Riddhi Shah: Genetic analysis of thermosome function in archaea and E. coli

Current students:

Hrishiraj Sen: Studies on the acid stress response of E. coli

Francesca Bushell: Analysis of weak organic acid stress on a UPEC strain of E. coli


We have an extensive set of collaborations in Birmingham, in the UK, and internationally. UK collaborators include Dr Apoorva Bhatt (Birmingham) on the Mycobacterial chaperonins, Dr Sarah Jabbari (Birmingham) and Dr Dov Stekel (Nottingham) on the acid stress project, Professors Brian Henderson (UCL) and Tony Coates (St George's Hospital) on the Mycobacterial work, and Professor Francesco Falciani (Liverpool) and Professor Martin Woodward (Reading) on stresses in the gut.  We also collaborate with colleagues in Germany (Dr Joerg Martin in Martinsried) on the thermosome project, and with colleagues in Japan (Dr Yoko Eguchi and Professor Ryutaro Utsumi) and the Indian Institute of Science, Bangalore (Dr Deepak Saini) on the acid stress project.

Other activities

Cochair of the University of Birmingham India Steering Group, and International Research Lead for College of Life and Environmental Sciences.

Member, Advisory Committee on Releases to the Environment, DEFRA

Editor, FEMS Microbiology Letters.

I am convener for the UK Molecular Chaperone Club. 


Publications since 2010 are shown below

Lund PA, Tramonti A, de Biase D. Coping with low pH: molecular strategies in neutralophilic bacteria.  FEMS Micro Rev in press (2014)

Johnson MD, Bell J, Clarke K, Chandler R, Pathak P, Xia Y, Marshall RL, Weinstock GM, Loman NJ, Winn PJ, Lund PA. Characterization of mutations in the PAS domain of the EvgS sensor kinase selected by laboratory evolution for acid resistance in Escherichia coli. Mol Microbiol 93: 911-27 (2014)

Hu Y, Coates AR, Liu A, Lund PA, Henderson B. Identification of the monocyte activating motif in Mycobacterium tuberculosis chaperonin 60.1. Tuberculosis (Edinb) 93: 442-7 (2013)

Browning DF, Wells TJ, França FL, Morris FC, Sevastsyanovich YR, Bryant JA, Johnson MD, Lund PA, Cunningham AF, Hobman JL, May RC, Webber MA, Henderson IR. Laboratory adapted Escherichia coli K-12 becomes a pathogen of Caenorhabditis elegans upon restoration of O antigen biosynthesis. Mol Microbiol 87: 939-50 (2013)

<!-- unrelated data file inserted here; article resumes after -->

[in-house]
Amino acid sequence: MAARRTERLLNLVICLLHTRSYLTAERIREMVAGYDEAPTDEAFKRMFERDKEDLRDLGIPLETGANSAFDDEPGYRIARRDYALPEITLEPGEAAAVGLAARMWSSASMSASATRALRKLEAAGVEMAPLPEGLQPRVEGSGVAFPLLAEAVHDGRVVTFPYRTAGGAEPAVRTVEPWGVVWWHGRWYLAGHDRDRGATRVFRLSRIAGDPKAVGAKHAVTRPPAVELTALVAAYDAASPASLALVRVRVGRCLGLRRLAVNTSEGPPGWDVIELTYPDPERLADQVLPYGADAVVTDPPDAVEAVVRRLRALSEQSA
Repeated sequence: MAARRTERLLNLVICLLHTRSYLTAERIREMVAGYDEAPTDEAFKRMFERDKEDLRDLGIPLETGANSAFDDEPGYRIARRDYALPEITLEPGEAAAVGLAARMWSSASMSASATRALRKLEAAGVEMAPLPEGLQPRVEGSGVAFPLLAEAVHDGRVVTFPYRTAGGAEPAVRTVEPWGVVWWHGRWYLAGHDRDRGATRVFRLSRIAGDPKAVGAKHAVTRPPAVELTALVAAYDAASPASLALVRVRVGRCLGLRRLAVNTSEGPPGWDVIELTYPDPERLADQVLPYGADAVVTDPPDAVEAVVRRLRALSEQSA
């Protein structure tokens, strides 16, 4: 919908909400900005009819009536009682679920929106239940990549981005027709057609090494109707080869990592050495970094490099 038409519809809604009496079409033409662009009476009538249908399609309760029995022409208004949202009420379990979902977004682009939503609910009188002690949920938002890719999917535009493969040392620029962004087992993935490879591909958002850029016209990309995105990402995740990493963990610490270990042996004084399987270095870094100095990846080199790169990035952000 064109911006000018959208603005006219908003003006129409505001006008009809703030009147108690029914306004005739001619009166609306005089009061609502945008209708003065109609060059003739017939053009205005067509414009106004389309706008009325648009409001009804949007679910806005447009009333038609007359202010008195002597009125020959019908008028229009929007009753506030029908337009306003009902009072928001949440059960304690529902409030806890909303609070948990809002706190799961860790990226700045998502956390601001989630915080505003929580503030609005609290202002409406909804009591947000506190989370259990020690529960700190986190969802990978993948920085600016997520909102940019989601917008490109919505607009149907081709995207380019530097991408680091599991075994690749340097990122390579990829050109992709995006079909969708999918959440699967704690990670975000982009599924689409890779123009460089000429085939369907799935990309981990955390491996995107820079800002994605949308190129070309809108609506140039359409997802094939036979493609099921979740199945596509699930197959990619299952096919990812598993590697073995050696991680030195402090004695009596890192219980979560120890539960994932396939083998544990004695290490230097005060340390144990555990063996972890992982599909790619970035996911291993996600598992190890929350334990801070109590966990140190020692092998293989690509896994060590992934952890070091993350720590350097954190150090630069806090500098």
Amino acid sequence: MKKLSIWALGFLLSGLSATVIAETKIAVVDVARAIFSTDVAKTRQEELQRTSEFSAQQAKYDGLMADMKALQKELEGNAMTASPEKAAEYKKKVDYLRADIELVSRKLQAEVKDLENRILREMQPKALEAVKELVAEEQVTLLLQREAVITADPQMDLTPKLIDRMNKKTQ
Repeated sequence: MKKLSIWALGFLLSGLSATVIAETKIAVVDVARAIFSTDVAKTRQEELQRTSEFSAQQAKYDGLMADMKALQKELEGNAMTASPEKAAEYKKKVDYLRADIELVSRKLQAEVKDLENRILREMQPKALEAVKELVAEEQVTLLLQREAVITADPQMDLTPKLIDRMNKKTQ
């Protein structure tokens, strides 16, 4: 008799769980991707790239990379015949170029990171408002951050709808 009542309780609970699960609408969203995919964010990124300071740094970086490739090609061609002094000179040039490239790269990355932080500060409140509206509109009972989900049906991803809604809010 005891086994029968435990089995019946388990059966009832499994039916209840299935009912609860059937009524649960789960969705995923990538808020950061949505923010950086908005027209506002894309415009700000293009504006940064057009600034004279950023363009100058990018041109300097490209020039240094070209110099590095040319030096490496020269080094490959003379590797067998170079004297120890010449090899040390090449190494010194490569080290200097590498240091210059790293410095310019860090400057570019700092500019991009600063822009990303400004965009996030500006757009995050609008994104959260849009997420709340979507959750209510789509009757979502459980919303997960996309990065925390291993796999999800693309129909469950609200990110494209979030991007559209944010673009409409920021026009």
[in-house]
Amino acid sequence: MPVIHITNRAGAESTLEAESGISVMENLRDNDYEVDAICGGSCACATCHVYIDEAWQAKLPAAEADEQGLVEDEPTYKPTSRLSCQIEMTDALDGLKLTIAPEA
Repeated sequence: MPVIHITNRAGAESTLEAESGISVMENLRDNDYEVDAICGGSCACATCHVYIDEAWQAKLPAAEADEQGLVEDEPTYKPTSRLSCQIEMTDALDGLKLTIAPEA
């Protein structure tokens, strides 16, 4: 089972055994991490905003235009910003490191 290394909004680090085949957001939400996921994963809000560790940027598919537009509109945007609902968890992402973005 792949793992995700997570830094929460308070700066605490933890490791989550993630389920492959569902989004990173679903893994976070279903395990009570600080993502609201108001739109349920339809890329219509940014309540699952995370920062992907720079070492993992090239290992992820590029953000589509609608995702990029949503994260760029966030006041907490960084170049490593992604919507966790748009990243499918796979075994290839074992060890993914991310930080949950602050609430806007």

Parnas A, Nisemblat S, Weiss C, Levy-Rimler G, Pri-Or A, Zor T, Lund PA, Bross P, Azem A. Identification of elements that dictate the specificity of mitochondrial Hsp60 for its co-chaperonin. PLoS One. 2012 7: e50318 (2012)

Batt SM, Jabeen T, Bhowruth V, Quill L, Lund PA, Eggeling L, Alderwick LJ, Fütterer K, Besra GS. Structural basis of inhibition of Mycobacterium tuberculosis DprE1 by benzothiazinone inhibitors. Proc Natl Acad Sci USA 109:11354-9 (2012)

Fan MQ, Rao T, Zacco E, Ahmed MT, Shukla A, Ojha A, Freeke J, Robinson CV, Benesch JL, Lund PA.  The unusual mycobacterial chaperonins: evidence for in vivo oligomerisation and specialisation of function. Mol Microbiol 85: 934-44 (2012)

Stincone A, Daudi N, Rahman AS, Antczak P, Henderson IR, Cole JA, Lund PA, Falciani F.  A systems biology approach sheds new light on Escherichia coli acid resistance.  Nucleic Acids Res 39: 7512-28 (2011)

Johnson MD, Burton NA, Gutiérrez B, Painter K, Lund PA.  RcsB is required for inducible acid resistance in Escherichia coli and acts at gadE-dependent and -independent promoters.  J Bacteriol 193: 3653-6 (2011)

Rao T, Lund PA.  Differential expression of the multiple chaperonins of Mycobacterium smegmatisFEMS Micro Lett 310: 24-31. (2010)

Burton NA, Johnson MD, Antczak P, Robinson A, Lund PA.  Novel aspects of the acid response network of E. coli K-12 are revealed by a study of transcriptional dynamics.  J Mol Biol 401: 726-42 (2010)

Henderson B, Lund PA, Coates AR. Multiple moonlighting functions of mycobacterial molecular chaperones. Tuberculosis (Edinb) 90: 119-124 (2010)

Kovács E, Sun Z, Liu H, Scott DJ, Karsisiotis AI, Clarke AR, Burston SG, Lund PA.  Characterisation of a GroEL single-ring mutant that supports growth of Escherichia coli and has GroES-dependent ATPase activity.  J Mol Biol 396: 1271-83 (2010)

Holmes CW, Penn CW, Lund PA. The hrcA and hspR regulons of Campylobacter jejuni. Microbiology 156: 158-66 (2010)